2 Diabetes Studies Give Mixed Message
Intense Blood Sugar Control Cuts Eye and Kidney Complications, but Not Heart Complications
WebMD News Archive
Study Details: ADVANCE continued...
The average age of participants was 66, and about a third had already had a stroke or heart attack; the rest were at high risk for cardiovascular problems because of high cholesterol or other risk factors.
After five years, the intense group average A1c was 6.5% and the standard group, 7.3%, Patel says.
"The major effect shown in this is a 21% reduction in risk for kidney disease," Patel tells WebMD. "That was major."
While there was no significant reduction in heart attack, stroke, or death from cardiovascular disease with the intense group, they found "no evidence of increased risk of death [from cardiovascular disease] in the intensely controlled," Patel says.
"This is important because in the ACCORD study, they said those controlled at 6.5% had a significant increased risk of cardiovascular death and they don't know why," Patel says. That arm of the ACCORD study ended in February when the increased risk of death became apparent.
Study Details: ACCORD
In the ACCORD trial (Action to Control Cardiovascular Risk in Diabetes), researchers followed more than 10,000 participants with type 2 diabetes, focusing on whether intense control of blood glucose could reduce the risk of cardiovascular disease.
The target A1c in the intervention group was less than 6% and 7% to 7.9% in the standard group.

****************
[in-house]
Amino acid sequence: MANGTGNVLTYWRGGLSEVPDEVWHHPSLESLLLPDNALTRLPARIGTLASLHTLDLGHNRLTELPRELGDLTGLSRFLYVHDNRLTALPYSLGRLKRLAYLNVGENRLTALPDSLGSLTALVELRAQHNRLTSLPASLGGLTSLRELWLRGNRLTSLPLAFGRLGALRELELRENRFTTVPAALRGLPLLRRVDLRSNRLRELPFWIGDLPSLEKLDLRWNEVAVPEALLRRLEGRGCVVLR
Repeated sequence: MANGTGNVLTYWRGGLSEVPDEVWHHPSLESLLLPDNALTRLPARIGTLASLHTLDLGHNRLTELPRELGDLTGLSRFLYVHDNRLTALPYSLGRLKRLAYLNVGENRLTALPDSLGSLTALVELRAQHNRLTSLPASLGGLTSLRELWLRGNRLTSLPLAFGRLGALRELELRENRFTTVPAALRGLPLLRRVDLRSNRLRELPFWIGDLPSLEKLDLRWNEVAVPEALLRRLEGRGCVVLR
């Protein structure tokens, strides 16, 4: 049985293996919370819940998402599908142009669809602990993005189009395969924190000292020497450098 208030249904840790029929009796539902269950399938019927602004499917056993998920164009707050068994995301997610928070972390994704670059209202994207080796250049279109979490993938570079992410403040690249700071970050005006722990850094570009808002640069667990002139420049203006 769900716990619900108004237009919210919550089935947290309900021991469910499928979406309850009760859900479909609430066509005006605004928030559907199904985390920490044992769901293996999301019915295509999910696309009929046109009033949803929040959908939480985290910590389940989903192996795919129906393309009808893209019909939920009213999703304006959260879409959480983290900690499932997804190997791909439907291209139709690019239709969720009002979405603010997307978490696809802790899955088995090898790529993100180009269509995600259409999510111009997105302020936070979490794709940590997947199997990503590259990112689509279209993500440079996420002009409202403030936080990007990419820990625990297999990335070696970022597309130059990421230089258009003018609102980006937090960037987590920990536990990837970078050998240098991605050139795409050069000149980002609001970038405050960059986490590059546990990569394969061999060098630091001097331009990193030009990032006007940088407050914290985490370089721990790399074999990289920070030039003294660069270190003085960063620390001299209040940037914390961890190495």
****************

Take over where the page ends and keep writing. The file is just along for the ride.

When it was found that the intense treatment group had a 22% higher relative risk of death than the standard treatment group, the intense treatment arm was terminated.
The increased death rate remains a puzzle, says Hertzel Gerstein, MD, a principal investigator of the ACCORD study. Since the arm was terminated, he says, many analyses have been done. "At this point in time, none of these analyses have identified any one reason why this occurred," he says.
ACCORD patients were at high risk, the researchers note: 35% had had a stroke or heart attack before entering the trial, and the rest had risk factors such as high blood pressure.
The new study results from ADVANCE suggest that many of those with type 2 diabetes shouldn't worry about the previous result showing an increased risk of cardiovascular death with intense control, says Spyros Mezitis, MD, an endocrinologist at Lenox Hill Hospital and assistant professor of clinical medicine, New York Presbyterian-Cornell Medical Center, New York. "We shouldn't be much worried about the ACCORD results," he says.